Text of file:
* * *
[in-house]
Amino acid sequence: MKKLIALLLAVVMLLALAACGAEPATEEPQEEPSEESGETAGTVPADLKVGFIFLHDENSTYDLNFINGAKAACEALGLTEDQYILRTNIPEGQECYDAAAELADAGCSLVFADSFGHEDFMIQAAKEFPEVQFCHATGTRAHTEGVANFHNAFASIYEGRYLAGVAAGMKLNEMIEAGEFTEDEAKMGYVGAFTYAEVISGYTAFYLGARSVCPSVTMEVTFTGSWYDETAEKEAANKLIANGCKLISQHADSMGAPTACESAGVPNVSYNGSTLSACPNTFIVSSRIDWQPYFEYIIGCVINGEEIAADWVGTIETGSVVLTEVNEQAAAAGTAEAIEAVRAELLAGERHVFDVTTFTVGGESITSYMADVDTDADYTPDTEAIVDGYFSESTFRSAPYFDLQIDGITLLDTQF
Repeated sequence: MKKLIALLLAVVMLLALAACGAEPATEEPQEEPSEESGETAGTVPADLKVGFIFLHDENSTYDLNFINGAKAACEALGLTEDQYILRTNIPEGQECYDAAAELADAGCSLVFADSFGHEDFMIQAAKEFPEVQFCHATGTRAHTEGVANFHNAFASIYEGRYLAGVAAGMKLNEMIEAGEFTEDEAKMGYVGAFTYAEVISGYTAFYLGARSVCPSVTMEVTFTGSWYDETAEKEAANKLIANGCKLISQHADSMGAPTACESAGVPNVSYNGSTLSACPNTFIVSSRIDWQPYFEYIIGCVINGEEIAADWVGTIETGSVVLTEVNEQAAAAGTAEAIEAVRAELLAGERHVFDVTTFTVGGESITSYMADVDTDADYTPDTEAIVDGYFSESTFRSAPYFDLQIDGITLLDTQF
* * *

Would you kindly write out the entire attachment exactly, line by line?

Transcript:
[in-house]
Amino acid sequence: MKKLIALLLAVVMLLALAACGAEPATEEPQEEPSEESGETAGTVPADLKVGFIFLHDENSTYDLNFINGAKAACEALGLTEDQYILRTNIPEGQECYDAAAELADAGCSLVFADSFGHEDFMIQAAKEFPEVQFCHATGTRAHTEGVANFHNAFASIYEGRYLAGVAAGMKLNEMIEAGEFTEDEAKMGYVGAFTYAEVISGYTAFYLGARSVCPSVTMEVTFTGSWYDETAEKEAANKLIANGCKLISQHADSMGAPTACESAGVPNVSYNGSTLSACPNTFIVSSRIDWQPYFEYIIGCVINGEEIAADWVGTIETGSVVLTEVNEQAAAAGTAEAIEAVRAELLAGERHVFDVTTFTVGGESITSYMADVDTDADYTPDTEAIVDGYFSESTFRSAPYFDLQIDGITLLDTQF
Repeated sequence: MKKLIALLLAVVMLLALAACGAEPATEEPQEEPSEESGETAGTVPADLKVGFIFLHDENSTYDLNFINGAKAACEALGLTEDQYILRTNIPEGQECYDAAAELADAGCSLVFADSFGHEDFMIQAAKEFPEVQFCHATGTRAHTEGVANFHNAFASIYEGRYLAGVAAGMKLNEMIEAGEFTEDEAKMGYVGAFTYAEVISGYTAFYLGARSVCPSVTMEVTFTGSWYDETAEKEAANKLIANGCKLISQHADSMGAPTACESAGVPNVSYNGSTLSACPNTFIVSSRIDWQPYFEYIIGCVINGEEIAADWVGTIETGSVVLTEVNEQAAAAGTAEAIEAVRAELLAGERHVFDVTTFTVGGESITSYMADVDTDADYTPDTEAIVDGYFSESTFRSAPYFDLQIDGITLLDTQF